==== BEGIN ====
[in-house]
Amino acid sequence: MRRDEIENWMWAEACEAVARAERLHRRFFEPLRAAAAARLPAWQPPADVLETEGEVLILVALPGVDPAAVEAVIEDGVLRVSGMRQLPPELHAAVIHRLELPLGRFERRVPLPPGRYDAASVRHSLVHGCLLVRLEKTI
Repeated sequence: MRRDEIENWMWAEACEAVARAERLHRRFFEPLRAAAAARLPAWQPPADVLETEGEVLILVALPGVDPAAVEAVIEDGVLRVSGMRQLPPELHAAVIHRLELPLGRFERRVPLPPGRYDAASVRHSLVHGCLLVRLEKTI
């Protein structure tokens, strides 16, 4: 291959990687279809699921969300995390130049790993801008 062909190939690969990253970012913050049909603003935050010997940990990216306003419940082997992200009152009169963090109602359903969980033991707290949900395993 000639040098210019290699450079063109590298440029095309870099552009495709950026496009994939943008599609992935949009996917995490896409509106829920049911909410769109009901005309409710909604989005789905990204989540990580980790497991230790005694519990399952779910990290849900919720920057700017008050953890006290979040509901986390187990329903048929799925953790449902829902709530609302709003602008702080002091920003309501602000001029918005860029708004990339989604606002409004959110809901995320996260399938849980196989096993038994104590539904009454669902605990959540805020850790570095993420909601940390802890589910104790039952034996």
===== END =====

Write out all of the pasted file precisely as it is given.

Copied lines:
[in-house]
Amino acid sequence: MRRDEIENWMWAEACEAVARAERLHRRFFEPLRAAAAARLPAWQPPADVLETEGEVLILVALPGVDPAAVEAVIEDGVLRVSGMRQLPPELHAAVIHRLELPLGRFERRVPLPPGRYDAASVRHSLVHGCLLVRLEKTI
Repeated sequence: MRRDEIENWMWAEACEAVARAERLHRRFFEPLRAAAAARLPAWQPPADVLETEGEVLILVALPGVDPAAVEAVIEDGVLRVSGMRQLPPELHAAVIHRLELPLGRFERRVPLPPGRYDAASVRHSLVHGCLLVRLEKTI
């Protein structure tokens, strides 16, 4: 291959990687279809699921969300995390130049790993801008 062909190939690969990253970012913050049909603003935050010997940990990216306003419940082997992200009152009169963090109602359903969980033991707290949900395993 000639040098210019290699450079063109590298440029095309870099552009495709950026496009994939943008599609992935949009996917995490896409509106829920049911909410769109009901005309409710909604989005789905990204989540990580980790497991230790005694519990399952779910990290849900919720920057700017008050953890006290979040509901986390187990329903048929799925953790449902829902709530609302709003602008702080002091920003309501602000001029918005860029708004990339989604606002409004959110809901995320996260399938849980196989096993038994104590539904009454669902605990959540805020850790570095993420909601940390802890589910104790039952034996």